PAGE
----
PORT-AU-PRINCE, Haiti – Former President Jean-Bertrand Aristide returned home Friday from a seven-year exile to the warm embrace of jubilant supporters despite criticism from the U.S. and domestic opponents who said his presence could disrupt the weekend’s already delayed presidential election.
Aristide emerged from a chartered flight from South Africa with his wife and daughters, waved and blew kisses at a crowd. Speaking to supporters and journalists, he criticized the decision to bar his political party, Lavalas Family, from the election, saying it had disenfranchised a majority of Haitians in the sharply divided nation.
“Excluding Lavalas, you cut the branches that link the people,” he said. “The solution is inclusion of all Haitians as human beings.”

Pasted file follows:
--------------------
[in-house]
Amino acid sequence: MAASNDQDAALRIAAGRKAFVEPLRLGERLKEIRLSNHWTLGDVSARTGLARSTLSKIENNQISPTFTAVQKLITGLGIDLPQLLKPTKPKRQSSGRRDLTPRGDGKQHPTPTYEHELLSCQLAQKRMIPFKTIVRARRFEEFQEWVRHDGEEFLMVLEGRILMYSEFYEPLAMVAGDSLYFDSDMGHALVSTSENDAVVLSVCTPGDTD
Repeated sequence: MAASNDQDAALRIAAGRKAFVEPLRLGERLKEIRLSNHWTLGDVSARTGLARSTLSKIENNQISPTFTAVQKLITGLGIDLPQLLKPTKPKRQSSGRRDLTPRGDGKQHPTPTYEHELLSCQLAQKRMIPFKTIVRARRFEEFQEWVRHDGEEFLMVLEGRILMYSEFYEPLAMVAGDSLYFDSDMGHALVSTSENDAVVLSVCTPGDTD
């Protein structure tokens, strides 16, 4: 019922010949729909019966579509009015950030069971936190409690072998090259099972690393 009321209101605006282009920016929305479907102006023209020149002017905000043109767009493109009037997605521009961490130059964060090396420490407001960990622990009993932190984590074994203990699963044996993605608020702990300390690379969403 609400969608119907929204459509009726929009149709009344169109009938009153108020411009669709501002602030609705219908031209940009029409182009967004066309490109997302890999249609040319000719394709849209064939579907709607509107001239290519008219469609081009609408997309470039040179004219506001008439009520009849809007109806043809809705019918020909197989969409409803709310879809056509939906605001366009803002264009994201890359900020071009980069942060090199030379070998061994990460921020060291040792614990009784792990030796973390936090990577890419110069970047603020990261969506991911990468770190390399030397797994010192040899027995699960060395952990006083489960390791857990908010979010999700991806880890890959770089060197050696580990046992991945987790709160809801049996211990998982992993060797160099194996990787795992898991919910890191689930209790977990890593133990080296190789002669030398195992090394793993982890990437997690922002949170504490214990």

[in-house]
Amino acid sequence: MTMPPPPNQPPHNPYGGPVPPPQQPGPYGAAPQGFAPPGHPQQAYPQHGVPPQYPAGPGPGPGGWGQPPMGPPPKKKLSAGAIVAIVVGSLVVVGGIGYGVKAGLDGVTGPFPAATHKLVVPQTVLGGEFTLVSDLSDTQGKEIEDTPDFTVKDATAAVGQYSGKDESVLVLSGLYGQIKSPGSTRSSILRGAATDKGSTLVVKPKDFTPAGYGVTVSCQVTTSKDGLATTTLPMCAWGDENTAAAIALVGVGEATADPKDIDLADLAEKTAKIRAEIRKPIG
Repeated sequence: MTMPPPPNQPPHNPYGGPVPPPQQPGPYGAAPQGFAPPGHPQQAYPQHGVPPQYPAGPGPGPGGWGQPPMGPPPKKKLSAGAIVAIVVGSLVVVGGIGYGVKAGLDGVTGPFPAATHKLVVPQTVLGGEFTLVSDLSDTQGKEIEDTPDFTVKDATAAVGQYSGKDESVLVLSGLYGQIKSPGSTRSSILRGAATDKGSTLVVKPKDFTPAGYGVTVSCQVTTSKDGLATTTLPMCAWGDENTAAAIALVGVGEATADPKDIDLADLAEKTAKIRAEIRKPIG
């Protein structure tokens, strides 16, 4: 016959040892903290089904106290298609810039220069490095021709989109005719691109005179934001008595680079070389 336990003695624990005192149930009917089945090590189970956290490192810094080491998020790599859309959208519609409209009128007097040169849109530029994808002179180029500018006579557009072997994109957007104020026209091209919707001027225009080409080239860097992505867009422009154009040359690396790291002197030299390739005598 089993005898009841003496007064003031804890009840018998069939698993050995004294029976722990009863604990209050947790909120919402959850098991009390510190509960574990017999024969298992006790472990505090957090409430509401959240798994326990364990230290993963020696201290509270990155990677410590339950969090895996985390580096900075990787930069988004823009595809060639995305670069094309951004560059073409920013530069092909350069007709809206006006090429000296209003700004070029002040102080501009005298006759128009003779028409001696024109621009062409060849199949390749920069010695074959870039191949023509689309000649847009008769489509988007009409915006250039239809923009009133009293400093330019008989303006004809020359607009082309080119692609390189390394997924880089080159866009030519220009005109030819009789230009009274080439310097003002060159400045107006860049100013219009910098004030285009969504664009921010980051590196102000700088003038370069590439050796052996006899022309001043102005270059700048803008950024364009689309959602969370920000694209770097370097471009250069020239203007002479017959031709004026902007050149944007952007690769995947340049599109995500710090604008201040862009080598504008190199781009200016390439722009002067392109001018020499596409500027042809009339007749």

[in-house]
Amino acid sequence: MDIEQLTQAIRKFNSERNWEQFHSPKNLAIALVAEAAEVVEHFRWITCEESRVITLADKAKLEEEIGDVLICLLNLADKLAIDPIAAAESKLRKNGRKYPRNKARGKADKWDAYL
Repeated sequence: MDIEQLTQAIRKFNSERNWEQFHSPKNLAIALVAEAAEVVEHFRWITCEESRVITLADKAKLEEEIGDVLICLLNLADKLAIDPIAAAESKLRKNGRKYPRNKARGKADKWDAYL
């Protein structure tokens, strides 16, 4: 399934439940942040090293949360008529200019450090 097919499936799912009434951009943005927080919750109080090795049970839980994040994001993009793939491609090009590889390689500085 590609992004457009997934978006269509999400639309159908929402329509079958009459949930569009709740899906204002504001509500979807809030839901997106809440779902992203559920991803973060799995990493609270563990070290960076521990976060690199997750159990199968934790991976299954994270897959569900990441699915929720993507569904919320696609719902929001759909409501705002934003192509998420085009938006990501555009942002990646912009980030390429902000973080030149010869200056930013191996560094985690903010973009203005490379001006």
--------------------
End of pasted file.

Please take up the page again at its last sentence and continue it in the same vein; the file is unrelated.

His remarks seemed to contradict earlier statements by Aristide and his supporters that he was coming home only to work in education, not to engage in politics.
It’s not clear what impact he may have on Sunday’s runoff between two candidates who in the past opposed Aristide.
Aristide’s aides have said he feared that if he waited to come back, the winner of Sunday’s vote might have blocked his return. But the candidates, former first lady Mirlande Manigat and popular singer Michel “Sweet Micky” Martelly, now stress their support for his right to return as a citizen under the constitution. Both candidates would like to attract Lavalas votes.